EU can no longer 'turn a blind eye' to victims of discrimination

Solutions exist to combat discrimination in the EU, but their implementation will require 'political courage', writes Michaël Privot.

By Michaël Privot

09 Mar 2015

55 years ago, on 21 March, 69 black individuals who were peacefully demonstrating for equality and against apartheid laws were killed for their involvement in the event. This date has since been declared the "international day for the elimination of racial discrimination", in remembrance of the harmful impact of racism on individuals and communities. 

Today, it is more important than ever to seize this opportunity to take stock of progress - or lack thereof - in combating racial discrimination in Europe. There is unfortunately little to celebrate for the 60 million EU citizens and residents who face racism and discrimination on a daily basis. 

For ethnic and religious minorities in Europe, including black people, Roma, Muslims, Jews and migrants from non-EU countries, discrimination continues to be a major obstacle in many areas of life - whether when looking for a job, accommodation, in education or when seeking access to justice. Not to mention daily incidents of racist violence - from 'trivial' jibes to violent physical attacks.

The ongoing financial and economic crisis which Europe has been facing for the last seven years, coupled with a lack of social investment, has hardly helped matters. Instead, discrimination against ethnic and religious minorities and migrants has increased, as has the employment gap between the latter and the rest of the population.

In Finland and Belgium, for instance, unemployment rates are three times higher for people born outside the EU - irrespective of their qualifications. In the Netherlands, more than half of recruitment agencies complied with a request not to introduce candidates of Moroccan, Turkish or Surinamese descent.

"The EU institutions can no longer turn a blind eye to the fact that allowing millions of people to be discriminated against and excluded results in a huge waste of talents, skills and wealth, ultimately affecting the well-being of all people living in Europe"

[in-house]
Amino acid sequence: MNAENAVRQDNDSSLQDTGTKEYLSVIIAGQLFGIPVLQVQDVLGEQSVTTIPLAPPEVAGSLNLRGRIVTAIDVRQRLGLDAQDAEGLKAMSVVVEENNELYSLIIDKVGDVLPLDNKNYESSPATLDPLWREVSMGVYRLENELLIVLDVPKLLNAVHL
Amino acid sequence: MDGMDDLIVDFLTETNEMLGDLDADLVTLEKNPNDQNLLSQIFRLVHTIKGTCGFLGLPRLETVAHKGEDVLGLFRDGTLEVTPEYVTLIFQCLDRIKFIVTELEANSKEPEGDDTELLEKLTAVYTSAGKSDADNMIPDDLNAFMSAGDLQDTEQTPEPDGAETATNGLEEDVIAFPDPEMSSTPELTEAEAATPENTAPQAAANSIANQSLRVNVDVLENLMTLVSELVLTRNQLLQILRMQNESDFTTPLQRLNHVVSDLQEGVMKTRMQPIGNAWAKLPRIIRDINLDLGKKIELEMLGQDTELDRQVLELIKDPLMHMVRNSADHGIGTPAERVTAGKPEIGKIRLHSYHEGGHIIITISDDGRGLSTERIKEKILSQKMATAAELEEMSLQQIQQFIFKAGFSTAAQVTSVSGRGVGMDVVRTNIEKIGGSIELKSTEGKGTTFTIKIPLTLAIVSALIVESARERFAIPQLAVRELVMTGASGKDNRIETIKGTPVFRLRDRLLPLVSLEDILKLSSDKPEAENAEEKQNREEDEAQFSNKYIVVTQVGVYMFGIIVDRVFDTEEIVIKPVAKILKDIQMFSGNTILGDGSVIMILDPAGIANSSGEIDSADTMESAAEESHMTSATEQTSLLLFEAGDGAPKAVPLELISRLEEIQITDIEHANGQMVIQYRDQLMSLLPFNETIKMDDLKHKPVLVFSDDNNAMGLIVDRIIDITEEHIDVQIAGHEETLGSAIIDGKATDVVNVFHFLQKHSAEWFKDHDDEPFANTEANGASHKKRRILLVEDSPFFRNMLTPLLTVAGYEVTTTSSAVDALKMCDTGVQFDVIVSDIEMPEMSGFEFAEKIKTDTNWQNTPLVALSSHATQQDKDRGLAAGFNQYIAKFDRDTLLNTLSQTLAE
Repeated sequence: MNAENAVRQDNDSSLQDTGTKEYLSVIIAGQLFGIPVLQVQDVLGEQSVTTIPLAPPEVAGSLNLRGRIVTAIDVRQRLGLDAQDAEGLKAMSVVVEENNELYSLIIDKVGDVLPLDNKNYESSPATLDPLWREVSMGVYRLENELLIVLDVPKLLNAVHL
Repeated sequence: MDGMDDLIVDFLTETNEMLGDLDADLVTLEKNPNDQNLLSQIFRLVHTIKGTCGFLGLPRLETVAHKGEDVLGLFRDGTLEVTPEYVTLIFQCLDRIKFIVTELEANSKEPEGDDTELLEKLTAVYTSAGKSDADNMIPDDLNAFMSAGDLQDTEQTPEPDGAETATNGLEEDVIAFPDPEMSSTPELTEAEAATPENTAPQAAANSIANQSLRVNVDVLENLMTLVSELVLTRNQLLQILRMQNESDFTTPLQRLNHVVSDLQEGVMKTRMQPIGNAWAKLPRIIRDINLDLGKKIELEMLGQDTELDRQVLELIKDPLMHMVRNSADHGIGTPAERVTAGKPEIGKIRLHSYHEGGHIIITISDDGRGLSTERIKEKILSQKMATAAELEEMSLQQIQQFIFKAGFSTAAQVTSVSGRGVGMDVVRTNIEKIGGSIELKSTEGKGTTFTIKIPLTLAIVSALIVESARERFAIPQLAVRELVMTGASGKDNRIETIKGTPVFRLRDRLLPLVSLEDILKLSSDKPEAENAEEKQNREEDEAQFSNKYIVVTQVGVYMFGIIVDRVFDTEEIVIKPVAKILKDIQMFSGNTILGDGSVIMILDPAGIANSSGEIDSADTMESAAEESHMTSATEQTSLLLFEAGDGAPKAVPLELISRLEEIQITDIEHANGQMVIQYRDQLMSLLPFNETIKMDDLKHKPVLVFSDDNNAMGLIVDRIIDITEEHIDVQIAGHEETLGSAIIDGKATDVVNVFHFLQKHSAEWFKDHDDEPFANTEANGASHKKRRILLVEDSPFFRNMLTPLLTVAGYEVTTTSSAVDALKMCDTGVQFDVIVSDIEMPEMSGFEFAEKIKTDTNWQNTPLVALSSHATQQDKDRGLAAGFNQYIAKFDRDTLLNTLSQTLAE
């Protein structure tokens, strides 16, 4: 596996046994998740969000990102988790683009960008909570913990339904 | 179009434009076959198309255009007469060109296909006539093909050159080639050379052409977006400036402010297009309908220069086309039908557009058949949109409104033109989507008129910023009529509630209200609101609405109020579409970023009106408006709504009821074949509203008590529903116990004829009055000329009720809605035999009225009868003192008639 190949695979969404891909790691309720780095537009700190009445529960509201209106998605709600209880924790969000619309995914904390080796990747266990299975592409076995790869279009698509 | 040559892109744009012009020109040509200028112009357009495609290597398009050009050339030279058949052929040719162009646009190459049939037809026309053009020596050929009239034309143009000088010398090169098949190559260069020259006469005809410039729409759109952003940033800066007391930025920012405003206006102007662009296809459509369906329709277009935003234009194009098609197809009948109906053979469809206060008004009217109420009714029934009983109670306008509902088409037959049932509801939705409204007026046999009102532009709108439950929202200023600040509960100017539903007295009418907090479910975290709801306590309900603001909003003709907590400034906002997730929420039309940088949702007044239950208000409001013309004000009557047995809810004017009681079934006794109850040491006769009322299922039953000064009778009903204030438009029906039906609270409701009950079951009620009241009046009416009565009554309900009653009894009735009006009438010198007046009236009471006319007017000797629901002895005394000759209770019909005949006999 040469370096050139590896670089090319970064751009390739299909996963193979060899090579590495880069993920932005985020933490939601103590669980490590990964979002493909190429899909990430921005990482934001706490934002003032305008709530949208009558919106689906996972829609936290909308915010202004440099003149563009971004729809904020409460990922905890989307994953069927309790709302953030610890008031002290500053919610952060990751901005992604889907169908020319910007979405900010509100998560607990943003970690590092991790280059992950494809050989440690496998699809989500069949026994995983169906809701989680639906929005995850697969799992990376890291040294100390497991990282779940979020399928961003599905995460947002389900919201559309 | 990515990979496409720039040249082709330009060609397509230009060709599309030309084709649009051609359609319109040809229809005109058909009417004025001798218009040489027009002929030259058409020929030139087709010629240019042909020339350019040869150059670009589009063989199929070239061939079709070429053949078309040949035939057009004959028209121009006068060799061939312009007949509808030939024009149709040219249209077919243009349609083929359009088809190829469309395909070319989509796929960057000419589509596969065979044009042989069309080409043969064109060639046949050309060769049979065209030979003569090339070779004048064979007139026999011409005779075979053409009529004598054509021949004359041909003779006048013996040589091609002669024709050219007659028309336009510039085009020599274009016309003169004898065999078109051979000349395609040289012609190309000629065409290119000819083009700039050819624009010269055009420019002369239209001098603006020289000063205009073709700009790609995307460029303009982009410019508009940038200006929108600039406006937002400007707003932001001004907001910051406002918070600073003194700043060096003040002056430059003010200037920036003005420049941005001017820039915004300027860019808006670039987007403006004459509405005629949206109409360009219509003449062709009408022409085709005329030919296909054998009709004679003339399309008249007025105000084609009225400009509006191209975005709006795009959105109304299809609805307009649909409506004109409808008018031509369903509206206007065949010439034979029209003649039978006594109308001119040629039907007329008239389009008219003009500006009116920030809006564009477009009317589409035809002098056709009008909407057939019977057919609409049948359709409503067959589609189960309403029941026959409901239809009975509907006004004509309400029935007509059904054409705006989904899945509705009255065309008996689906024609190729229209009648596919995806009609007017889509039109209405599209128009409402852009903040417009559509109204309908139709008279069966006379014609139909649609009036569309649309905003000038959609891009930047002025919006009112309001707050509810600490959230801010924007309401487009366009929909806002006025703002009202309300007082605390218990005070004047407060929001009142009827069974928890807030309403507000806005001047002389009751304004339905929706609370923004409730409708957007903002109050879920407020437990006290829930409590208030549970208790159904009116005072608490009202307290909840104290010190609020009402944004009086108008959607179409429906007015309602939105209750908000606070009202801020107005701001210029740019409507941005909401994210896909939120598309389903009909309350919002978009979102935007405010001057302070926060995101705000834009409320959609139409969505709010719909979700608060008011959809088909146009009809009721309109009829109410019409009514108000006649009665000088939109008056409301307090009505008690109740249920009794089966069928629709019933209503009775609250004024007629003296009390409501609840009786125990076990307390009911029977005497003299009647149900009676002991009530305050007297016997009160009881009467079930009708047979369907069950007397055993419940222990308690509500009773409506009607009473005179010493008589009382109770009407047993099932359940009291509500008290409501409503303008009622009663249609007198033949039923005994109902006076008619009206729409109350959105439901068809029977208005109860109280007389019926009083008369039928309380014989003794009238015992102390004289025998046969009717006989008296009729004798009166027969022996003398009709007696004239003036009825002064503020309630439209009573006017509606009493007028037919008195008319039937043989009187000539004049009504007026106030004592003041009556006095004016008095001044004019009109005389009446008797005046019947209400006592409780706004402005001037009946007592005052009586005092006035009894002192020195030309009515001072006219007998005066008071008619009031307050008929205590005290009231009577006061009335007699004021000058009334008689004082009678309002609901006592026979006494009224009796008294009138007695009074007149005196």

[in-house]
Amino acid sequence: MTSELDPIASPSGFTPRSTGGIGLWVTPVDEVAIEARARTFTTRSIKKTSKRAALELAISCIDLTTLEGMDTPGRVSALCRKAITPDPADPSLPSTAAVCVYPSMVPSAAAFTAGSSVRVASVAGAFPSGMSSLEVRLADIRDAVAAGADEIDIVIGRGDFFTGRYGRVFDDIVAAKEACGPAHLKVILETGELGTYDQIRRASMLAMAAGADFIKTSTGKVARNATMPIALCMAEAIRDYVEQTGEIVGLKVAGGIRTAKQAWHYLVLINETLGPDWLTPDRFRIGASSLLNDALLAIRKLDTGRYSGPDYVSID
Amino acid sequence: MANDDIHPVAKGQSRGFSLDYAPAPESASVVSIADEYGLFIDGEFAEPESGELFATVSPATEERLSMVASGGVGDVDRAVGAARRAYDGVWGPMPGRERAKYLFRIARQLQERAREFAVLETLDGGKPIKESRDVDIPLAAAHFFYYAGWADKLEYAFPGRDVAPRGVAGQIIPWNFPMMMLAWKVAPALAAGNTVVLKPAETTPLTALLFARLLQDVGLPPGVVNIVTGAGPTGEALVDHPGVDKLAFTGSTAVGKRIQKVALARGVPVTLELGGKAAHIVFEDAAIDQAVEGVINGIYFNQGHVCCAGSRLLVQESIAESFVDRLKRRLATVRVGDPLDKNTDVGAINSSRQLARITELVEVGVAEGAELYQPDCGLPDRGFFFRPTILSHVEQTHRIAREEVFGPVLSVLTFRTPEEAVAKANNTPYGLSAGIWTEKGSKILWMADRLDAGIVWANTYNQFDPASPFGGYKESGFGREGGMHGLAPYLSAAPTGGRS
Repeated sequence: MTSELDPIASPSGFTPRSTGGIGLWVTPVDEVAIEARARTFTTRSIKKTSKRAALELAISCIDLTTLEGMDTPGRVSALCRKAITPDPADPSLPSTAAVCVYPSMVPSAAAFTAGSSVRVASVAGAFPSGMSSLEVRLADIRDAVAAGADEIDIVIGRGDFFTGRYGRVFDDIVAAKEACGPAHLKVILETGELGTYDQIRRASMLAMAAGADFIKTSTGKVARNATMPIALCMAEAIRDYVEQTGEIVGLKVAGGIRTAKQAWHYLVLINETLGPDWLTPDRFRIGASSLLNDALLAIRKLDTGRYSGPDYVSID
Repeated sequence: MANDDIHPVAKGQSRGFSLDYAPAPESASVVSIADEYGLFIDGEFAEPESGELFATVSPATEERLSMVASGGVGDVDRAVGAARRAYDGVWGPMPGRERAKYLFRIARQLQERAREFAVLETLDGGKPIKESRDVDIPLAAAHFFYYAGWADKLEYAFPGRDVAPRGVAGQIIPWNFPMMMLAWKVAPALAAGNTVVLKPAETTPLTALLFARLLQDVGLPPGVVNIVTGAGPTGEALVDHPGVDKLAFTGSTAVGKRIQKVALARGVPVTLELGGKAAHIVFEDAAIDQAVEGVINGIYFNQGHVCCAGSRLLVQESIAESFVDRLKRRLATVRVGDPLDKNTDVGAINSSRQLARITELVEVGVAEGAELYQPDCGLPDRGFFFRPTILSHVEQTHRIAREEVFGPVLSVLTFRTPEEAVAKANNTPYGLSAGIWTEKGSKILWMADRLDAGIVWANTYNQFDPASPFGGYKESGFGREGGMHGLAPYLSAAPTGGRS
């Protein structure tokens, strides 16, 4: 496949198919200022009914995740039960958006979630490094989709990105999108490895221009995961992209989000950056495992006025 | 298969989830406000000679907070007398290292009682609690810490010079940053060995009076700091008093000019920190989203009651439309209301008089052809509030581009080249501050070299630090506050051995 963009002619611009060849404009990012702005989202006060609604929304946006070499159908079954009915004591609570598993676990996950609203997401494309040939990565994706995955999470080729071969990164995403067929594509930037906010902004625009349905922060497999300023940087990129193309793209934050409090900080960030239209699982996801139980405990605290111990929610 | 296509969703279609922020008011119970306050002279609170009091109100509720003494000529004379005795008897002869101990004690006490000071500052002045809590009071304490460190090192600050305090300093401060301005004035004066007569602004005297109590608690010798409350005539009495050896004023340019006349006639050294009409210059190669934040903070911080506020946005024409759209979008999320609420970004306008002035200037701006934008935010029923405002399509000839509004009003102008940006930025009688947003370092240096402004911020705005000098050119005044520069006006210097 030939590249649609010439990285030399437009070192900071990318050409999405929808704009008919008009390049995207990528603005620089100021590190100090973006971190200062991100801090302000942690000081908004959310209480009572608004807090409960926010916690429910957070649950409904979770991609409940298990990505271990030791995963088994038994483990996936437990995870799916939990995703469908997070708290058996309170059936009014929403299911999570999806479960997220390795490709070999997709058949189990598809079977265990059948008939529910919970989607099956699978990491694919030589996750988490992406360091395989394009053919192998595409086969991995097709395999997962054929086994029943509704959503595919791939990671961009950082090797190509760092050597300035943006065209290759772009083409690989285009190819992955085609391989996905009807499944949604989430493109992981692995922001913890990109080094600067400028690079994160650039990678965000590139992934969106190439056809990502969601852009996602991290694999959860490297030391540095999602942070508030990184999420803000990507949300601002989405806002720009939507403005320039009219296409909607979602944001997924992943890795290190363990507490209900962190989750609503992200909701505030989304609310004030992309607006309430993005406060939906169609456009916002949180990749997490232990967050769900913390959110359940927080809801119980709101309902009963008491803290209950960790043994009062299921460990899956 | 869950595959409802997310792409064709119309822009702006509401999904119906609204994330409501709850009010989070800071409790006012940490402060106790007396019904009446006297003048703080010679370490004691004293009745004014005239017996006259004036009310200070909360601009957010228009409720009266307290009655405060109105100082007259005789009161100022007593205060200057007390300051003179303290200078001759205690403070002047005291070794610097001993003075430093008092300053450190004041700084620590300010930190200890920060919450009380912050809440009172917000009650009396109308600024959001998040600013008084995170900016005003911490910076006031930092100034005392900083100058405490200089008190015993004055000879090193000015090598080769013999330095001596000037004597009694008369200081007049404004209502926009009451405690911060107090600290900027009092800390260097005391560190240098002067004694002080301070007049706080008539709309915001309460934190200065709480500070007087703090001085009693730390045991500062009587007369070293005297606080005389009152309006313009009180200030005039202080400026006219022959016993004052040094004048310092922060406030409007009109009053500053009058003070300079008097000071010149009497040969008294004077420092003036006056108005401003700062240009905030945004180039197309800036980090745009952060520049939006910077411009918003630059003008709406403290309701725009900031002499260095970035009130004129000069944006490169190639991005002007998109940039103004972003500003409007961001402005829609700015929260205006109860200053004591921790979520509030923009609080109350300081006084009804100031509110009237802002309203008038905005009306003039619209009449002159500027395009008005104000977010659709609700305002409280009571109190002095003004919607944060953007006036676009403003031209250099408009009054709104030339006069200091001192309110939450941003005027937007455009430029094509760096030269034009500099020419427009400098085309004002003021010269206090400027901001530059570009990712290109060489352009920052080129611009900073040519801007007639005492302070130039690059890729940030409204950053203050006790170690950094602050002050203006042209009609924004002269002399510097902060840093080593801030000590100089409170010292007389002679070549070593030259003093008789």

The recent terror and anti-Semitic attacks in France and Copenhagen have shown what the vicious circle of exclusion, mutual fear and suspicion can lead to. Social inequalities lead to exclusion and violence, and youth who do not feel they are part of society, without any perspective of a better future, are more and more attracted towards ideologies and groups promoting radical violence, whether jihadist organisations or far-right movements. 

In this light, it is essential to take a comprehensive approach to effectively combat racism. EU leaders and decision makers can take the following steps to achieve this.

First, there are strong EU equality laws in place, but these need to be better enforced and further improved. Too many employers, for instance, eschew their responsibility because discrimination cases are not pursued or do not result in any sanctions, turning legislation into an implicit licence to discriminate.

Similarly, EU legislation on combating racist violence should be reinforced to ensure that racist motives of alleged crimes are systematically unveiled by the police and that victims are better protected.

Laws must also be complemented by specific policy strategies to address Afrophobia, anti-Semitism and Islamophobia. The adoption of the European framework for national Roma integration strategies in 2011 demonstrated the EU's political will to fight the specific discrimination faced by its largest ethnic minority. Now, other communities experiencing specific discrimination also need targeted actions and policies. 

Finally, the EU should ensure that member states collect equality data to measure racial and religious discrimination, as systematically as they do with gender and age. Without actual figures, how can policymakers monitor the effectiveness of anti-discrimination measures? 

Solutions exist, but they require political courage. The EU institutions can no longer turn a blind eye to the fact that allowing millions of people to be discriminated against and excluded results in a huge waste of talents, skills and wealth, ultimately affecting the wellbeing of all people living in Europe. 

If they continue to bury their heads in the sand, racism, exclusion and violence will continue to be our reality for the years to come.

Read the most recent articles written by Michaël Privot - Escalation of anti-Semitism in Europe calls for urgent action

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